Hypersonic air travel and cut-price satellite launches will move a step closer when British defence giant BAE Systems buys a stake in a company developing engines able to power aircraft at 4000km/h and into space. The new engines combine jet and rocket technology and the boost of BAE’s engineering talent and financial resources could speed up development of technology that could revolutionise air travel and space flight.
BAE is to purchase 20% of UK-based Reaction Engines for £20.6-million.
“The potential for this engine is incredible,” said Nigel Whitehead, managing director at BAE. “I feel like we’re in the same position as the people who were the first to consider putting a propeller on an internal combustion engine. We understand that there are amazing possibilities but don’t fully understand what they are. It could be very high-speed flight, low-cost launches to orbit or other fantastic achievements.”
For 20 years Reaction Engines has been developing its Synergetic Air-Breathing Rocket Engine (Sabre), which works like a normal jet engine while in the Earth’s atmosphere, sucking in air to burn with its hydrogen fuel. Once it hits five times the speed of sound – about 4000km/h at very high altitude – and is close to leaving the atmosphere where there is no air, it switches to being a conventional rocket engine, burning the liquefied oxygen it carries along with its fuel.
The ability to switch modes means the system is lighter than conventional rockets, which have to carry much more oxygen for launches but are then jettisoned.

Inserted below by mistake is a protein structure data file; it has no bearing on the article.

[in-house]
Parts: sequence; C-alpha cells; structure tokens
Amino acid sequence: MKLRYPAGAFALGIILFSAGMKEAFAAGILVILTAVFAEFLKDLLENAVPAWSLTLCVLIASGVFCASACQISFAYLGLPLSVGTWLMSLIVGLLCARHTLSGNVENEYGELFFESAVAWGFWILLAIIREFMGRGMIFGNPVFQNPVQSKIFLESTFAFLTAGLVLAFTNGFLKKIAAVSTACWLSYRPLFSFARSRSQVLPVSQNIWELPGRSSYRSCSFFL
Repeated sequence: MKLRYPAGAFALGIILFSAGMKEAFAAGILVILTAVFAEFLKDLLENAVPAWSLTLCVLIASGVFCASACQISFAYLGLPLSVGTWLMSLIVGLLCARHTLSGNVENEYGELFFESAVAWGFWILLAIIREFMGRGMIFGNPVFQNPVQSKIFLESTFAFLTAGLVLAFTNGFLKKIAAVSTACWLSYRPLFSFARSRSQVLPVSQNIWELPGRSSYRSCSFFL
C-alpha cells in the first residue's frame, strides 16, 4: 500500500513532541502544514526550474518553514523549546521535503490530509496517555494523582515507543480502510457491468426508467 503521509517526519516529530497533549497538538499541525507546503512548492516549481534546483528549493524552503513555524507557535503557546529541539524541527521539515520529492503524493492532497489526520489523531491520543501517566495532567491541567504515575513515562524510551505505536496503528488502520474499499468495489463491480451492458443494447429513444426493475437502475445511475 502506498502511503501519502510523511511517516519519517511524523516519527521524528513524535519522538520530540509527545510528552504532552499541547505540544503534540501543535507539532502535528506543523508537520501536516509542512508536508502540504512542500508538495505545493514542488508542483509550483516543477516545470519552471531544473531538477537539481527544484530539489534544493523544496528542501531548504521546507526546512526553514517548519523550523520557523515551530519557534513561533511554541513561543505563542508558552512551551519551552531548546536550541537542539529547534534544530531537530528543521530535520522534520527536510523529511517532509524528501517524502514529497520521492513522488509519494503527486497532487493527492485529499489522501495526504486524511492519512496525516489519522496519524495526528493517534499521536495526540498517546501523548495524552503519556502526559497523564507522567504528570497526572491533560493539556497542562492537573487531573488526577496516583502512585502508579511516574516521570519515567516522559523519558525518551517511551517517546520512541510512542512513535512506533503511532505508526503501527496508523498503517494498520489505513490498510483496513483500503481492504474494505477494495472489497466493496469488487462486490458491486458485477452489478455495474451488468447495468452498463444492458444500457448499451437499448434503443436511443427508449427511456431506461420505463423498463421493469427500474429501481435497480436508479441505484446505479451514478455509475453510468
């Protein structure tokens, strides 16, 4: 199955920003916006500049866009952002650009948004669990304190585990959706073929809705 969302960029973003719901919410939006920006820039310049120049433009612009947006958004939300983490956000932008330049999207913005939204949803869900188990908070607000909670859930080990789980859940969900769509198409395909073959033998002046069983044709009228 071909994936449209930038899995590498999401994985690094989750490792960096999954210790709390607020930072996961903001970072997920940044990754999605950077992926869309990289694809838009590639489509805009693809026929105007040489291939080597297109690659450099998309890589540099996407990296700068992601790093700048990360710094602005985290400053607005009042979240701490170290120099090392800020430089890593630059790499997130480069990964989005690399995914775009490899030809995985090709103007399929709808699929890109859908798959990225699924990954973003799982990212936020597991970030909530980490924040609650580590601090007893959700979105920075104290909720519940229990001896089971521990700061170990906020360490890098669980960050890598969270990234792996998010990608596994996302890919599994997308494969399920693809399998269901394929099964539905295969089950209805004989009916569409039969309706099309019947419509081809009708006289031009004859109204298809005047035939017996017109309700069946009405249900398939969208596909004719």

Reaction Engines has developed a heat exchanger, which cools air going into the engine to a level at which it is almost liquid before it is ignited, allowing the Sabre engine to swap modes. This device can cool air from more than 1000C to minus 150C in less than 1/100th of a second.
Aircraft equipped with Sabre engines will be able to take off from a runway like a normal plane before accelerating to as much as 20 times the speed of sound. At this speed, travelling between Britain and Australia could take just four hours.
Mark Thomas, managing director of Reaction Engines, said though the physics of the concept are well understood, his company has been the only one to develop components that make the system viable.
“This investment will allow us to transition from being a research operation to a development one.”
BAE’s backing means the project, which is in the final stages of winning a £60-million government investment, should have a completed engine ready for ground testing by the end of the decade.
Flight tests will start in the early 2020s.
If the engine proves successful it is likely to be used for low-cost satellite launches first, with Sabre-powered passenger jets coming much later.